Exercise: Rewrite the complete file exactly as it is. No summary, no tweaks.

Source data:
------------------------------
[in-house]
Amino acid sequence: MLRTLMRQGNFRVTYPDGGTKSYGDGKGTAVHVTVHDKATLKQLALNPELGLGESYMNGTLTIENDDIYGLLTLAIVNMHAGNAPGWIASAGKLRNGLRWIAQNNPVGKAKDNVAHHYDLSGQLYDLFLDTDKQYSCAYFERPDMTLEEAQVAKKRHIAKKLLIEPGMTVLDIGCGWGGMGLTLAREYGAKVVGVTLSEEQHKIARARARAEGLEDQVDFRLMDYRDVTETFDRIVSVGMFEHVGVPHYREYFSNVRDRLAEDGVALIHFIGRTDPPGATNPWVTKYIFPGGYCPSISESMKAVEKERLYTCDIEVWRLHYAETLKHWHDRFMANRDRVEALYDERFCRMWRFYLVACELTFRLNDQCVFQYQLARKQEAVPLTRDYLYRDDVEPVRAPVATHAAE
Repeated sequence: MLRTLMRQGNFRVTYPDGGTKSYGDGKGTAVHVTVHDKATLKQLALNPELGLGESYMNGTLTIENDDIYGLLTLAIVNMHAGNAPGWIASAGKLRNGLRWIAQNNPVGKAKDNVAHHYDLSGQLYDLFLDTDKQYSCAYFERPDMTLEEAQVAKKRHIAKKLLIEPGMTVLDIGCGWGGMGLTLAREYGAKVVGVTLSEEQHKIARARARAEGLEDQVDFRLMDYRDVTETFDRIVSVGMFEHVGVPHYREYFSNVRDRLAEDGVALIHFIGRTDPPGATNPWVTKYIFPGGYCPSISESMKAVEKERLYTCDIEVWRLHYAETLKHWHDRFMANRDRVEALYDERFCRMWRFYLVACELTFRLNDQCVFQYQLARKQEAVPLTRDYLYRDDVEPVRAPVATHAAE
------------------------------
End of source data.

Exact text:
[in-house]
Amino acid sequence: MLRTLMRQGNFRVTYPDGGTKSYGDGKGTAVHVTVHDKATLKQLALNPELGLGESYMNGTLTIENDDIYGLLTLAIVNMHAGNAPGWIASAGKLRNGLRWIAQNNPVGKAKDNVAHHYDLSGQLYDLFLDTDKQYSCAYFERPDMTLEEAQVAKKRHIAKKLLIEPGMTVLDIGCGWGGMGLTLAREYGAKVVGVTLSEEQHKIARARARAEGLEDQVDFRLMDYRDVTETFDRIVSVGMFEHVGVPHYREYFSNVRDRLAEDGVALIHFIGRTDPPGATNPWVTKYIFPGGYCPSISESMKAVEKERLYTCDIEVWRLHYAETLKHWHDRFMANRDRVEALYDERFCRMWRFYLVACELTFRLNDQCVFQYQLARKQEAVPLTRDYLYRDDVEPVRAPVATHAAE
Repeated sequence: MLRTLMRQGNFRVTYPDGGTKSYGDGKGTAVHVTVHDKATLKQLALNPELGLGESYMNGTLTIENDDIYGLLTLAIVNMHAGNAPGWIASAGKLRNGLRWIAQNNPVGKAKDNVAHHYDLSGQLYDLFLDTDKQYSCAYFERPDMTLEEAQVAKKRHIAKKLLIEPGMTVLDIGCGWGGMGLTLAREYGAKVVGVTLSEEQHKIARARARAEGLEDQVDFRLMDYRDVTETFDRIVSVGMFEHVGVPHYREYFSNVRDRLAEDGVALIHFIGRTDPPGATNPWVTKYIFPGGYCPSISESMKAVEKERLYTCDIEVWRLHYAETLKHWHDRFMANRDRVEALYDERFCRMWRFYLVACELTFRLNDQCVFQYQLARKQEAVPLTRDYLYRDDVEPVRAPVATHAAE